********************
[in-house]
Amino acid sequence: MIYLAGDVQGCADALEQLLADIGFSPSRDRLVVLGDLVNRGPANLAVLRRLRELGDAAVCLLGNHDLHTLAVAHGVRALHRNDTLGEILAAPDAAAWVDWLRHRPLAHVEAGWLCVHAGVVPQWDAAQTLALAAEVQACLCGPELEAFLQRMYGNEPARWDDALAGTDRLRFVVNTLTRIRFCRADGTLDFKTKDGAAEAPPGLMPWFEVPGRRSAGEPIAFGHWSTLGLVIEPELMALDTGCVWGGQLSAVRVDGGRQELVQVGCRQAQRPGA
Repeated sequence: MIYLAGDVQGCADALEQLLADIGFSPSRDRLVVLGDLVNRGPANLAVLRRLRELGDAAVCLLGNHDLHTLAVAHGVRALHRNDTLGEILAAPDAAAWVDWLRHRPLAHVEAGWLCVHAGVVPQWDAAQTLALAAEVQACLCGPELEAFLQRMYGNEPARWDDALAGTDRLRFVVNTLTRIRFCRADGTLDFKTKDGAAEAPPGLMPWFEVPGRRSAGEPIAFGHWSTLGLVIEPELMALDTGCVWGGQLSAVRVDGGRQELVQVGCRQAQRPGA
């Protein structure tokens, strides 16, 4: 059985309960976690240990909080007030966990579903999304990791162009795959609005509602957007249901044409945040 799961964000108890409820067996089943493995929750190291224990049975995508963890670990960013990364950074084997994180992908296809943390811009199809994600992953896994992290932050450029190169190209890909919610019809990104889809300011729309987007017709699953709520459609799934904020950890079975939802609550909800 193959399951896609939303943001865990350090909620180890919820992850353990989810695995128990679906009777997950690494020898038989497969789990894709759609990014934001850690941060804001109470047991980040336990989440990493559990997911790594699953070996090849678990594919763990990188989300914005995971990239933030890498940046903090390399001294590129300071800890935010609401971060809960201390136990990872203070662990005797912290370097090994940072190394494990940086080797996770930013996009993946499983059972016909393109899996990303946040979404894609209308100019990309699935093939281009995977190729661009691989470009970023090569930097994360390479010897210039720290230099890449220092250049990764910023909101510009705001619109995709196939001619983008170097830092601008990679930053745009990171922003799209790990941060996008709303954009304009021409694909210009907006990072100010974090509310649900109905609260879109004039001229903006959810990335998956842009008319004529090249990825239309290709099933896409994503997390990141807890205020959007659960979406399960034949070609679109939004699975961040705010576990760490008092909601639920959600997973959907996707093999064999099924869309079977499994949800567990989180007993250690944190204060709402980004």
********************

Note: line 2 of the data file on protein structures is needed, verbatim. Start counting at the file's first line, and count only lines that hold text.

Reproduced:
Amino acid sequence: MIYLAGDVQGCADALEQLLADIGFSPSRDRLVVLGDLVNRGPANLAVLRRLRELGDAAVCLLGNHDLHTLAVAHGVRALHRNDTLGEILAAPDAAAWVDWLRHRPLAHVEAGWLCVHAGVVPQWDAAQTLALAAEVQACLCGPELEAFLQRMYGNEPARWDDALAGTDRLRFVVNTLTRIRFCRADGTLDFKTKDGAAEAPPGLMPWFEVPGRRSAGEPIAFGHWSTLGLVIEPELMALDTGCVWGGQLSAVRVDGGRQELVQVGCRQAQRPGA